The Dynamic of Transformational Leadership

Leadership Dynamic:

Transformational leadership seeks to create a positive change in those who follow.


I appeal to you therefore, brothers, by the mercies of God, to present your bodies as a living sacrifice, holy and acceptable to God, which is your spiritual worship. Do not be conformed to this world, but be transformed by the renewal of your mind, that by testing you may discern what is the will of God, what is good and acceptable and perfect.

Romans 12:1-2

 Leadership might be the most confused term that we use in the body of Christ. We all assume a picture of leadership when we hear the word. Normally, what we really mean when we say “leader” is a strong, no-compromise individual who is not afraid of anybody but God. That leader is charging forward with a tribe of crazed followers. That leader has a charisma and a personality that makes even casual contact inspirational. That leader has a strong belief in personal leadership skills. They are always courageous and sometimes reckless.

Before we go too far, understand that the above mentioned quality is positive and important to the kingdom. But the subject here is not leadership. The subject is developing transformational leaders.

How is it different from other approaches to leadership? A natural leader draws people in and sends people out. A natural leader attracts and gathers other leaders. Instead of promoting self, transformational leaders promote the mission of the church. Does a transformational church leader want more people to attend the local church? Absolutely! Leaders want more people because they want to send more people back into the community and the world. The focus of passion for a transformational church leader is for lost people as well as bigger churches.

So how does this transition in leadership thinking take place? The old model of leadership was to hoard and retain control. Transformational leaders seek to empower and multiply. They think in terms of movements of God versus seasons of high attendance. Patience is critical. Courage to release and trust God is indispensable. To get moving in the right direction four mindset shifts are needed.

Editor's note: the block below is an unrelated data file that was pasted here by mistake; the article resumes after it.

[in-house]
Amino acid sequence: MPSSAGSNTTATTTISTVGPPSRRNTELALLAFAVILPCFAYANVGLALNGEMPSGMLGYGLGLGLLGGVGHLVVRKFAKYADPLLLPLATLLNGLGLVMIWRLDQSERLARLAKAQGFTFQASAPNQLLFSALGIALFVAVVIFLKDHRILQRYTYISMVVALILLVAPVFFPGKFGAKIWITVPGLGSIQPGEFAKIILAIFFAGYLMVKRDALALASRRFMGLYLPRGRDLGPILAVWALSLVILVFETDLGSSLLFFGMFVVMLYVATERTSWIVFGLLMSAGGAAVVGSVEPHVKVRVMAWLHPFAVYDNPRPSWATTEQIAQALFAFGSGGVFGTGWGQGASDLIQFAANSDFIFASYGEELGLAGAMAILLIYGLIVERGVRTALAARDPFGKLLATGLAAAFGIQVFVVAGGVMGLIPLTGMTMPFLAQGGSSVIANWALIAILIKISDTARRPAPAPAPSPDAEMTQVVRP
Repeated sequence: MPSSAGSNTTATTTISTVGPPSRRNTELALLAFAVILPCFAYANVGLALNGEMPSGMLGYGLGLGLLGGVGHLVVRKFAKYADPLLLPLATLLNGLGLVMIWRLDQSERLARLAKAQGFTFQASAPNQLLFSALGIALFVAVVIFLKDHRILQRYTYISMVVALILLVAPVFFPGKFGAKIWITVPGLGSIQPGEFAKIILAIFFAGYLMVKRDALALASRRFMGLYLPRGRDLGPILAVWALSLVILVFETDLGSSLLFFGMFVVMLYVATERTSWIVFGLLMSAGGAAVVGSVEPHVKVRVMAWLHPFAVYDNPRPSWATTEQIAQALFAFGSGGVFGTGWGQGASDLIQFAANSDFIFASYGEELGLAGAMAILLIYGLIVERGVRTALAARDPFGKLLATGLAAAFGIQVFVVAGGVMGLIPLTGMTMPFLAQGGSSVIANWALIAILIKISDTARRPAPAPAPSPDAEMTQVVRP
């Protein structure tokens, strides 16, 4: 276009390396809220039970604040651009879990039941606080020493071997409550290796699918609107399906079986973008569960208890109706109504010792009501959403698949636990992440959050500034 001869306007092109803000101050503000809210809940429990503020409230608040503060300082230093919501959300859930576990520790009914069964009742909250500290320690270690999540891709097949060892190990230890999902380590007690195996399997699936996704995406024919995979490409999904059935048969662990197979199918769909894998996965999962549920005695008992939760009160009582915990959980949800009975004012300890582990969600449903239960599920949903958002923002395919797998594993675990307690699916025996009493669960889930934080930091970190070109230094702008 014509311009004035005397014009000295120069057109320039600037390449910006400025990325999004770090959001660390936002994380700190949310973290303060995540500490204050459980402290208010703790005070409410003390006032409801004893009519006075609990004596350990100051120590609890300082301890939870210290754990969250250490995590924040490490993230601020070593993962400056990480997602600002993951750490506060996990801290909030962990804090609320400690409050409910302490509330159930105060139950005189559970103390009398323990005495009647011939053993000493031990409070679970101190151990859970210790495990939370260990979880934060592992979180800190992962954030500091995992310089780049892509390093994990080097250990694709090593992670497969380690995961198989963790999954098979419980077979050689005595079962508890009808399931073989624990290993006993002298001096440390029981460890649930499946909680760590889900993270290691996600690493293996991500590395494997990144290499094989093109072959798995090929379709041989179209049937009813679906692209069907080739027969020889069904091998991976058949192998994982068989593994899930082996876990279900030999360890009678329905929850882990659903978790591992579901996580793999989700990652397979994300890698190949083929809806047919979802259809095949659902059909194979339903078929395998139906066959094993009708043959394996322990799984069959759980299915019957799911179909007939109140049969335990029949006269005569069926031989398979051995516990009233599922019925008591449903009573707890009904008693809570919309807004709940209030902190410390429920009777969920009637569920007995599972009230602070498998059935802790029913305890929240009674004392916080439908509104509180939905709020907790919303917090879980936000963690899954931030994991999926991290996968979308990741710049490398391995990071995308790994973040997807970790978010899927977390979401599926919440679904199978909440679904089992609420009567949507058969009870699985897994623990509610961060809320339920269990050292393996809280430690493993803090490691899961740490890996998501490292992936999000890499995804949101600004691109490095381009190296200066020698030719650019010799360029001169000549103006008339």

1. Not One but Many

The first mindset shift toward transformational leaders is from one to many leaders. The “Super-pastor” (pastor is expected to do everything) model must be replaced by assigning a higher value on every member. One reason churches fail in their mission is because of the promise suggested about the “Super-pastor” view of pastoral leadership. Our professional Super-pastor, in many cases, is trained in exclusive places to gain expertise in business, family therapy, communication, marketing, leadership, and theology. Many pastors are taught how to lead local teams to grow their churches. A congregation has incredibly high expectations of their Super-pastor. Super-pastor returns the favor by having incredibly high expectations of the congregation.

 But when the dream is not accomplished, finger pointing begins. Both the pastor and the members contribute to the finger pointing. Angry pastors complain about the terrible people in their congregations. The pastor demands unilateral command and control. Then the church demands a high level of satisfaction, financial stability, and numerical success. And no one gets what they want.

Transformational churches have strong leaders. Their leaders understand the importance of every man and every woman. Super-pastor is for comic books, not for the body of Christ. I fear church leadership has devolved to a counterproductive, bishop-driven system. The result is a disengaged, under challenged, and under-utilized missionary workforce.

Next week we will look at the second mindset shift needed in today’s transformational leader.